In 2017 I organised a group Winter Exhibition in London Bridge. Whilst curating the work an exhibiting artist came to my attention, Adam Riches, he painted moody, monochromatic portraits which gave the impression of a subject almost made of smoke, I loved one in particular (see image below) and bought it from him for a reasonable price. Ever since, I have been building an art collection which I get to enjoy everyday. Coincidentally, in growing this collection I have gained a valuable understanding in the mentality of collecting.
I want to share with you a few reasons why I believe all artists should be collecting too.
Talk in their language
Once you start collecting you can speak with your clients not only as an artist, but as a fellow collector of art, you can empathise with them and share your own stories of buying art. Which leads to my next point:
You will understand the need for narrative
When you own an art collection, of course it is for your own enjoyment, but when your friends come over you want to show it off. Each artwork contains the story of “where did you get it?” You talk about the artist, their background, the gallery or fair where you bought it. The better the story the more time you and your friends will engage with that artwork. Artwork in the home not only offers us an aesthetic and emotional value, but acts as a cue card for story telling with friends. Knowing that, give your collectors a good story to go along with their artwork.
Where will it hang?
Once you acquire artwork, the next step is to find a suitable place to hang it. You must consider if it will fit the other artworks in a room, if it is the correct scale, if it goes with the colour of the walls; there are many factors which will influence your choices. Once you start collecting you will understand the decisions clients make. Which means you can enquire about their intentions for buying and better suggest work which accommodates their needs. If you haven’t got an artwork that fits the bill it doesn’t have to be the end of the conversation; offer a commission! Perhaps you can create an artwork similar to one of yours that they like, but to a certain scale or colour scheme better suited for their home.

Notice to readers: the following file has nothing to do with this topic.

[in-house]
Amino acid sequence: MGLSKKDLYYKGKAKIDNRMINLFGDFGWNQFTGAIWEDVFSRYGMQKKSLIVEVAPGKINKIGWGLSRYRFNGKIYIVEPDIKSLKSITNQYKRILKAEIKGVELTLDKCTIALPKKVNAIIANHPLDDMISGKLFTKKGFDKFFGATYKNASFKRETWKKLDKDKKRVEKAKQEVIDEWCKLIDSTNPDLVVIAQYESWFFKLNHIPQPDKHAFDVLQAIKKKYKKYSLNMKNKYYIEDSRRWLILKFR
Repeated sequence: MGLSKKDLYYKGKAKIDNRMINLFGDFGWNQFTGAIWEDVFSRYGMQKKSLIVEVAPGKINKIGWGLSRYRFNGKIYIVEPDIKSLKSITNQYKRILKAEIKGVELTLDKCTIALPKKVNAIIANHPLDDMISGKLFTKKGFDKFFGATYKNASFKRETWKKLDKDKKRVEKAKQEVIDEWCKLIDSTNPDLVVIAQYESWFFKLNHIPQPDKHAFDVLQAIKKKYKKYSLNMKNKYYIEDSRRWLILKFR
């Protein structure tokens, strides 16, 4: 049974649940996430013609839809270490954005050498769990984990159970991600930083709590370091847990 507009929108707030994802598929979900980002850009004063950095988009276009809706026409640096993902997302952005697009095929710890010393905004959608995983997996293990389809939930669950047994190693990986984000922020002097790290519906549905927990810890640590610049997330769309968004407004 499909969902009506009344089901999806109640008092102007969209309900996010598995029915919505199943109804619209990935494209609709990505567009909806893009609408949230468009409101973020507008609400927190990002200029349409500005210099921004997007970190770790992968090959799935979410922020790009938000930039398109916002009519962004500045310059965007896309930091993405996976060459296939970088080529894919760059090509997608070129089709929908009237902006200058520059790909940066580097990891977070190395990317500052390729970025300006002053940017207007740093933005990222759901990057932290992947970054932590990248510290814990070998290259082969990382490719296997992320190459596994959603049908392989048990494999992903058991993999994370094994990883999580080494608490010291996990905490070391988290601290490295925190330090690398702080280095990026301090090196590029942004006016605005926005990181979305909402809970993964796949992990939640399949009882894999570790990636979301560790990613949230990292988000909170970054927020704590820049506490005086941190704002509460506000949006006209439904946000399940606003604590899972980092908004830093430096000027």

Learn from the best
Having bought from a number of artists, I know which ones have made the process easy and which have been less than helpful. Adopt and adapt the process of artists which impress you the most.
You can trade
If you are an artist you can swap your paintings with other artists that you like.. You may as well utilise your ability to trade and get good deals, stick it to the man and remove the need for cash! (This actually applies to any profession, if you can trade goods or services then why not?)
You know a good price when you see one
You work in this world and can see when someone is offering a good deal.
It can go up in value
This speaks for itself, but it’s the last thing to think about when buying art, because it may not happen. First things first, fall in love with the art. If it increases in value then that’s a nice side effect to the enjoyment it is already bringing you.
It inspires you
Having engaging artwork around your house will inspire your creative process. Of course, you should have some of your own artworks at home for guests to see, but by surrounding yourself with artwork that was made with different techniques and philosophies, you will grow from being in its presence.
Keep it arty!
If your money comes from art, and you still have some over after your bills are paid, give some back into the world from which it came, and support the artists whose careers you believe in… you never know, they might be the next Picasso!
Right… now I’m off to go and buy a painting!
My articles are an ongoing dialogue with friends and artists, if you have thoughts on the topics leave a comment below. I love to get a conversation going and hear your ideas too.